A couple of month back, I watched the movie ‘Goal!’ on television.  When the protagonist is informed of his father’s sudden death, he immediately leaves to the airport to get back home. Waiting there at the lounge, he thinks long and hard and decides that the best way to honour his dad’s memory would be on the football field and returns back to the club. Although this is not exactly similar to the story of Frank Lampard, I think we can all agree that not many players can return after such a personal tragedy after just a week and guide their team to the Champion’s League final like he did.

Frank Lampard, or Super Frankie Lampard as the Chelsea faithful like to call him, is probably Chelsea’s greatest player ever. Not just because he is the club’s all time highest goal-scorer. Or because he won 3 Premier League titles, 1 Champions League, 4 FA Cups and 1 Europa League title and many other personal accolades. Chelsea fans will always love him because for the better part of the 13 years he spent at the club, he was an integral part of every single success for the Blues. When the rest of the Chelsea Old Guard had their fair share of controversies and blunders, Lampard always managed to stand ahead of the rest and let his football do the talking on the pitch.

Lampard scored a brace against Bolton as Chelsea marched on to win their first ever Premier League title and then scored 16 goals in the next season to win back to back titles. Under Ancelotti, he scored 22 goals in the League, including the winner against Liverpool at Anfield in the second last game,  as he won the PL title for the 3rd time in his career. In the FA Cup, he assisted two of Drogba’s winners, against Manchester United and Liverpool, while also scoring a cracking winner against Everton the final in 2009. In the Champions League, he scored the equalizer against Manchester United in the final at Moscow as Chelsea agonizingly lost in the penalty shoot-out. In 2012, he scored key goals in the comeback win against Napoli and the quarter final win over Benfica. Against Barcelona, he stepped up after John Terry’s reckless red card and assisted Ramires’s goal which sparked an epic triumph over the defending champs. In the final, he scored an emphatic penalty past Neuer as Chelsea won their first ever Champions League title. Even his record breaking goals against Aston Villa, which made him the club’s all time top scorer, came when Chelsea were a man and a goal down at the break and needed to win to secure CL qualification. A good number of footballers have probably won more titles than the Englishman, but very few have actually earned it like he did. While Ashley Cole and John Terry were constantly involved in controversies and with Drogba losing his head at crucial moments, Lampard was a true leader on the pitch and a classy gentleman off it.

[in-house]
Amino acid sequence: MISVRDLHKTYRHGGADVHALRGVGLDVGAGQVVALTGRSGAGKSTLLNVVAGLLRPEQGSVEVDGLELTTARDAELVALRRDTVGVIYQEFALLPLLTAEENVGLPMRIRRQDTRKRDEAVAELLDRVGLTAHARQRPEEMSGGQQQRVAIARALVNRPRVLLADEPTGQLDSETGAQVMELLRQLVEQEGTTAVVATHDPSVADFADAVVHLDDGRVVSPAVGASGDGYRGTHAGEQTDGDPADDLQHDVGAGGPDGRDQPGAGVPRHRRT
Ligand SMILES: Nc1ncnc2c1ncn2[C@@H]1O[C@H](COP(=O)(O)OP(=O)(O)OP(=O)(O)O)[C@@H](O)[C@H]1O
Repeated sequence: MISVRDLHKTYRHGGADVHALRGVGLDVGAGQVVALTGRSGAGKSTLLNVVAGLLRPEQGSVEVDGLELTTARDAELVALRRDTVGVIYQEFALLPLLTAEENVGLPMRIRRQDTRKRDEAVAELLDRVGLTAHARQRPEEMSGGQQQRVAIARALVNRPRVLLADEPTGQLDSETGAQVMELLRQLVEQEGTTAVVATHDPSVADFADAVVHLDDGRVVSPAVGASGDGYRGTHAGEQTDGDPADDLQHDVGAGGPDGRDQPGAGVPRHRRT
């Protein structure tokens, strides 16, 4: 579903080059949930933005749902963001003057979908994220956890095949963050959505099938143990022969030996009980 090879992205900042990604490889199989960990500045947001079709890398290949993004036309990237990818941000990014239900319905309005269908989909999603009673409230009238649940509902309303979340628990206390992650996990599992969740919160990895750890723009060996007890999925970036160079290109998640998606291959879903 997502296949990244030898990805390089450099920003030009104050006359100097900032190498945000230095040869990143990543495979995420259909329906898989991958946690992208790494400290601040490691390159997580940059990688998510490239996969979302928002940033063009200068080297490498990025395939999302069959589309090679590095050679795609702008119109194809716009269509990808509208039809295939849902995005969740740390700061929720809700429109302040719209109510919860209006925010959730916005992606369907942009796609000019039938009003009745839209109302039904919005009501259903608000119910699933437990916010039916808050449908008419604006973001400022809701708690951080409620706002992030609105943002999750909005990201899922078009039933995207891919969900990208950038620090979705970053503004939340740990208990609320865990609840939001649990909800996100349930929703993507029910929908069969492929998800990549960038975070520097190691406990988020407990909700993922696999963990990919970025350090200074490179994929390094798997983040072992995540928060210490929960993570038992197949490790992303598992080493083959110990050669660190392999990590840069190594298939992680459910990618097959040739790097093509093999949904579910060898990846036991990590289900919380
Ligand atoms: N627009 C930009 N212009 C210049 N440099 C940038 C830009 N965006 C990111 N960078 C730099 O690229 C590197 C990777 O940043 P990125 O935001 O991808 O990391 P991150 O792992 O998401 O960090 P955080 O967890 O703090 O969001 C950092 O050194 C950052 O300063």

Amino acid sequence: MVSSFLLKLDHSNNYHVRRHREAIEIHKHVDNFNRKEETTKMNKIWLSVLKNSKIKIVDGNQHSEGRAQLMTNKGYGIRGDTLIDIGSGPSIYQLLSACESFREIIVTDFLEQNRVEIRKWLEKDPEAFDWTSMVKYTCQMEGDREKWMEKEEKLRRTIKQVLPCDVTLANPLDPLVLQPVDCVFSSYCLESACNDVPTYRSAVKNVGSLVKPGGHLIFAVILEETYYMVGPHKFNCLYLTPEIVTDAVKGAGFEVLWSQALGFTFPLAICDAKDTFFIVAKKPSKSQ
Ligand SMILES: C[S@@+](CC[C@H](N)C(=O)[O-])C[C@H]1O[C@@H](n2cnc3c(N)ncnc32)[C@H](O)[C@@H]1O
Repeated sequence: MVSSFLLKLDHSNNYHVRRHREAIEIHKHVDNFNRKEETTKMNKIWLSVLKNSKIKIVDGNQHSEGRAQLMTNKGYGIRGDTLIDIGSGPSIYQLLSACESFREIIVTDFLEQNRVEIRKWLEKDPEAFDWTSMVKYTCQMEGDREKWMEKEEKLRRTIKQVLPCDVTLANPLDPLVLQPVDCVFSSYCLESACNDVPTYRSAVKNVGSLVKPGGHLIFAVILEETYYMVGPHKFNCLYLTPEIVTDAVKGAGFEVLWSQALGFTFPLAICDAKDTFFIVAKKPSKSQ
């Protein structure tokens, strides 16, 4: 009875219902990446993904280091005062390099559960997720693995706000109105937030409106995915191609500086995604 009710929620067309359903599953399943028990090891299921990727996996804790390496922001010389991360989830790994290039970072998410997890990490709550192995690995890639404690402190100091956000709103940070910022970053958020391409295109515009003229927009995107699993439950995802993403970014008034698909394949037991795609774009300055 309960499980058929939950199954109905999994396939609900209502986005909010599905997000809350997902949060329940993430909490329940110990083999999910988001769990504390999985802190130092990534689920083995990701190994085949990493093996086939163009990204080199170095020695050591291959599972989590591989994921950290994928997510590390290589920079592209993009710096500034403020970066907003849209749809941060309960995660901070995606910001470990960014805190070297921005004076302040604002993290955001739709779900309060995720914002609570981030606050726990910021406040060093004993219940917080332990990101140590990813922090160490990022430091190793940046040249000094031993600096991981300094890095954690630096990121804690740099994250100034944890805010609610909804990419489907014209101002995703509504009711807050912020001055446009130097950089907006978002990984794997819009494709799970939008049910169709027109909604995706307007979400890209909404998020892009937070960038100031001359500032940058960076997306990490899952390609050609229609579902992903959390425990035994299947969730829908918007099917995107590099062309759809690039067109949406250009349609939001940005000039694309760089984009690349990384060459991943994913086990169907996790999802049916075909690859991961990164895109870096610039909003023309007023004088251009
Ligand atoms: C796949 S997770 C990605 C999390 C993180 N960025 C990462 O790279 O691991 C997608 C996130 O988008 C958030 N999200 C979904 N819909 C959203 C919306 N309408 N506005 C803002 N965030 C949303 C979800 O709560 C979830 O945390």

The most inspiring part about Lampard is that he’s not what you would call a born talent. He had to work hard to improve his game and his style of play. He didn’t have the explosive pace and power of Gerrard or the defensive and passing abilities of Scholes. So he trained hard to improve his abilities and played to his biggest strength – his goal scoring prowess. His ability to time his runs to provide a second option for the cross at the edge of the box is almost unrivalled while his finishing ability is among the best as he leads the Premier League record books for most goals from outside the box. It was his uncanny ability to find the back of the net that made him outshine even the best forwards of his time, Shevchenko and Torres. He is the highest scoring midfielder in the Premier League history with over 150 goals and even racked up over a 100 assists during the time(5th highest). He even hold the record for the most consecutive league appearances for an outfield player (164), showing how much importance he gave to fitness and training. During his time at Chelsea, he was joined by some technically gifted players in the likes of Robben, Ballack, Deco and Mata, but he managed to outshine all these legends and that is testament to how much effort he put in. For every aspiring footballer who dreams of reaching the very top, Frank Lampard’s career is a perfect blueprint to achieve it.

After watching how Gerrard got his farewell at Anfield, I was bitterly disappointed that Chelsea did not do something similar for Lampard. As much as I love the club, their treatment of club heroes leaves a lot to be desired. But when he returned to league with Manchester City and scored the equalizer against his former club, it felt like justice had been served and I was glad that it happened. What made it even more special was the standing ovation he got from the Chelsea fans afterwards despite them dropping points on the day. It was the perfect way to show that despite his age, scoring goals was something he was born to do and Chelsea fans proved that no matter what happened, Frank Lampard’s contribution for the club will never be forgotten. It is moments like this that makes you realise that you don’t always need statues to immortalize legends.

 

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